This was another lovely walk, 21 miles through the beautiful north Dorset countryside and some interesting things and interesting people on the way!
It started with two castles, an old castle and a ‘new’ castle! To be more exact they are fortified palaces with the original one being built in the 12th century and destroyed by the Parliamentarians in 1645 during the English Civil War. It was at one time owned by Sir Walter Raleigh having been gifted to him by Queen Elizabeth. He originally tried to improve the old castle but in the end he gave up with that and in 1594 built a lodge which was eventually to become the ‘new’ castle. Just as an aside, Sir Walter Raleigh fell out of favour with royalty and he was beheaded in 1618. Apparently his head was embalmed and given to his devoted wife and it is said that she kept it in a velvet bag until her death some 29 years later when it was reunited with his body in his tomb!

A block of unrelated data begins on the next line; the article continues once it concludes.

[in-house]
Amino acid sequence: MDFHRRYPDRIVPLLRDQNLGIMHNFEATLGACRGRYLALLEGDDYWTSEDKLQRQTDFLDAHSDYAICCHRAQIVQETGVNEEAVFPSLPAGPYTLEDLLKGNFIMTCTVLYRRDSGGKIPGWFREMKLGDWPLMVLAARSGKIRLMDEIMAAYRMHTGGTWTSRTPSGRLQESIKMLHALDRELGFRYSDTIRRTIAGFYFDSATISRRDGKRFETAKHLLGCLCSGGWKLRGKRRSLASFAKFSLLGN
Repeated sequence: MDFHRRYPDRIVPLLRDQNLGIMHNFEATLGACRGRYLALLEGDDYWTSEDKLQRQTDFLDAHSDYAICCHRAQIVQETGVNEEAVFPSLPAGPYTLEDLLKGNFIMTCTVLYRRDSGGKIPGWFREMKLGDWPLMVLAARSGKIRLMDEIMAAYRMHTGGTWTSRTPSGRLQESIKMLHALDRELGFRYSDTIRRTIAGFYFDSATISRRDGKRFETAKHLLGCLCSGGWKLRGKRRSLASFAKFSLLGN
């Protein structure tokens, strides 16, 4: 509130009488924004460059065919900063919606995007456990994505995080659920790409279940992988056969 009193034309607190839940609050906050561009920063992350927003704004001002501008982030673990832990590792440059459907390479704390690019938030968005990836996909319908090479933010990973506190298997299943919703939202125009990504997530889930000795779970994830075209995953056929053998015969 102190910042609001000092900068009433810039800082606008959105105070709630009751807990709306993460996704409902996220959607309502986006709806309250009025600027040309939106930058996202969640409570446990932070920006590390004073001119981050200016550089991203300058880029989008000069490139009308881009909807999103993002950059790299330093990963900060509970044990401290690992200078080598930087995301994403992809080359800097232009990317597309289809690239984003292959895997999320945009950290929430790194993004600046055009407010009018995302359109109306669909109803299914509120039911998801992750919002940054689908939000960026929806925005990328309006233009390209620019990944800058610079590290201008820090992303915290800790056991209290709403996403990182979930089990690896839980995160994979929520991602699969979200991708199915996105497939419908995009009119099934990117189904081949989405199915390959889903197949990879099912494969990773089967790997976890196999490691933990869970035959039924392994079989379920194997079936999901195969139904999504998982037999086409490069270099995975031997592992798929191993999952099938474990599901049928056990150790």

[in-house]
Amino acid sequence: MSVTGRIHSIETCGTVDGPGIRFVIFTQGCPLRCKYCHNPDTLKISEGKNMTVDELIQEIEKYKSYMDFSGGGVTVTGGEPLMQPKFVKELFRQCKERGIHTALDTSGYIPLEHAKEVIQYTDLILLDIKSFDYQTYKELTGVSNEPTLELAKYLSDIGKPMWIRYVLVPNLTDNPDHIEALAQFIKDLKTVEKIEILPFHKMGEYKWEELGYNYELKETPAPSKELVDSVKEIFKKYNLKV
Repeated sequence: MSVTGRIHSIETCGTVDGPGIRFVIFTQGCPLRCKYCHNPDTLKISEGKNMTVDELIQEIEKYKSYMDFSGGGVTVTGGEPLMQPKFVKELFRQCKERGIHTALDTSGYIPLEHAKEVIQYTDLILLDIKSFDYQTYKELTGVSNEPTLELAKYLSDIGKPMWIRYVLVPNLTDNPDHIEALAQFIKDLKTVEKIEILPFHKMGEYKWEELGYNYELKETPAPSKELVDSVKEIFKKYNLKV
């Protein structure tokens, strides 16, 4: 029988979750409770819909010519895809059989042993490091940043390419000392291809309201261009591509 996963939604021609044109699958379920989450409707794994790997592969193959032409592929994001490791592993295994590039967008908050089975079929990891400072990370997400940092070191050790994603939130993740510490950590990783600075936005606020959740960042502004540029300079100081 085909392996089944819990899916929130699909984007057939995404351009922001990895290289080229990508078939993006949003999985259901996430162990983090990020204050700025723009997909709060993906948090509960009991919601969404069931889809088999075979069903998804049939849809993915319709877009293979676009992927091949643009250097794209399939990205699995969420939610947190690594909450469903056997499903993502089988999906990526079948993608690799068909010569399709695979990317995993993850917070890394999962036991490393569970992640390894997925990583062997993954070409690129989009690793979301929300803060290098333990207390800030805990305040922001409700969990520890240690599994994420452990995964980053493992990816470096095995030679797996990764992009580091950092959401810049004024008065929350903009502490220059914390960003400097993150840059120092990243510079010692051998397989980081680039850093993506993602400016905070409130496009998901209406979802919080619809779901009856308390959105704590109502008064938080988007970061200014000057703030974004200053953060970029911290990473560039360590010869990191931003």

The old castle on the left across the water and the new castle on the right
Having passed the castles, the walk took in some really beautiful parkland with great paths to walk on – it made a great change after the muddy paths of recent walks. I think you can just imagine royalty riding along these paths in their carriages, or whilst out with the hunting parties.
Shortly after exiting the parkland, I came across the first of the ponds – or rather a series of small ponds. They were in a beautiful setting on the edge of a village beside a farm and it wasn’t clear whether they were private or not. They weren’t fenced off and there were no signs so I took the opportunity to grab a picture or two.